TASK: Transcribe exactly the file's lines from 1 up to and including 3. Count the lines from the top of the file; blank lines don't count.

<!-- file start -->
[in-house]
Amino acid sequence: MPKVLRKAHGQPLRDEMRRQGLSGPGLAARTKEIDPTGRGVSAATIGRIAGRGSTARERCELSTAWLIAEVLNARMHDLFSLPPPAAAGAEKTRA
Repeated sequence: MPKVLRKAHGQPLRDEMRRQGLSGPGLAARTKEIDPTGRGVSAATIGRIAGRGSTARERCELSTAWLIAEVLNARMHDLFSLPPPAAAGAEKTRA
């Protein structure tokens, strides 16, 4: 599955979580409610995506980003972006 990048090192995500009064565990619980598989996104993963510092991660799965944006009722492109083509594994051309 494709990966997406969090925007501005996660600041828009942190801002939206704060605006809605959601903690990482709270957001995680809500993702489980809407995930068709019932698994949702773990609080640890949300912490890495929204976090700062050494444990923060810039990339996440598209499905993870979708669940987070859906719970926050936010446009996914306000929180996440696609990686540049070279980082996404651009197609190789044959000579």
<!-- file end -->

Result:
[in-house]
Amino acid sequence: MPKVLRKAHGQPLRDEMRRQGLSGPGLAARTKEIDPTGRGVSAATIGRIAGRGSTARERCELSTAWLIAEVLNARMHDLFSLPPPAAAGAEKTRA
Repeated sequence: MPKVLRKAHGQPLRDEMRRQGLSGPGLAARTKEIDPTGRGVSAATIGRIAGRGSTARERCELSTAWLIAEVLNARMHDLFSLPPPAAAGAEKTRA